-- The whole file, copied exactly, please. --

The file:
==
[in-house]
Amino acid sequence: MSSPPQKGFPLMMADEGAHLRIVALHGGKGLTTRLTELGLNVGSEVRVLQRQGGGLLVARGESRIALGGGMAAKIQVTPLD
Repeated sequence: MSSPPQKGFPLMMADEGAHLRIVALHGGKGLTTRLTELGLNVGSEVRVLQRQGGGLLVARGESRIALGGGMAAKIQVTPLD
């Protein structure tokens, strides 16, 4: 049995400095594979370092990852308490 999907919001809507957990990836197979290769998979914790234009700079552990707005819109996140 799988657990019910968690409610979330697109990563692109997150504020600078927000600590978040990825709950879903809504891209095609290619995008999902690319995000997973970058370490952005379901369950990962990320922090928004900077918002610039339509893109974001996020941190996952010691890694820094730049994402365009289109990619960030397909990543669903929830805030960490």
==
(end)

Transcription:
[in-house]
Amino acid sequence: MSSPPQKGFPLMMADEGAHLRIVALHGGKGLTTRLTELGLNVGSEVRVLQRQGGGLLVARGESRIALGGGMAAKIQVTPLD
Repeated sequence: MSSPPQKGFPLMMADEGAHLRIVALHGGKGLTTRLTELGLNVGSEVRVLQRQGGGLLVARGESRIALGGGMAAKIQVTPLD
């Protein structure tokens, strides 16, 4: 049995400095594979370092990852308490 999907919001809507957990990836197979290769998979914790234009700079552990707005819109996140 799988657990019910968690409610979330697109990563692109997150504020600078927000600590978040990825709950879903809504891209095609290619995008999902690319995000997973970058370490952005379901369950990962990320922090928004900077918002610039339509893109974001996020941190996952010691890694820094730049994402365009289109990619960030397909990543669903929830805030960490």